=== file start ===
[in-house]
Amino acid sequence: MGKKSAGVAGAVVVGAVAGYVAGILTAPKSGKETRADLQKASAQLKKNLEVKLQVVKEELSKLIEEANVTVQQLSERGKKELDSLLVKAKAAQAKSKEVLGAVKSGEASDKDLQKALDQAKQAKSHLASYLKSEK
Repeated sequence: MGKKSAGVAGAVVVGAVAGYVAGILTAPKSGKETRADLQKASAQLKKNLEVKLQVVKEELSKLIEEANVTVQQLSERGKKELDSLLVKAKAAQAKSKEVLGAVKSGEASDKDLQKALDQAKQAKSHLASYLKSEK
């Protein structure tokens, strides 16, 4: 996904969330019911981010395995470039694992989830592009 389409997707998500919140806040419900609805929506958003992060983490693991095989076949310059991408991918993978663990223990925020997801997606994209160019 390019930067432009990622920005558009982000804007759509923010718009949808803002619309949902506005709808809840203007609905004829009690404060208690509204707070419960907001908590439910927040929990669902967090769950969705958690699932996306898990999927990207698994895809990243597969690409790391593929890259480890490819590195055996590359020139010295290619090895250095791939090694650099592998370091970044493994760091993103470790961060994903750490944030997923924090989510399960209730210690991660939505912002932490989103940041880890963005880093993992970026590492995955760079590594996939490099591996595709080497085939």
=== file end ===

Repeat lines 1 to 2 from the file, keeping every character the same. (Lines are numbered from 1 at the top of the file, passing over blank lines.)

[in-house]
Amino acid sequence: MGKKSAGVAGAVVVGAVAGYVAGILTAPKSGKETRADLQKASAQLKKNLEVKLQVVKEELSKLIEEANVTVQQLSERGKKELDSLLVKAKAAQAKSKEVLGAVKSGEASDKDLQKALDQAKQAKSHLASYLKSEK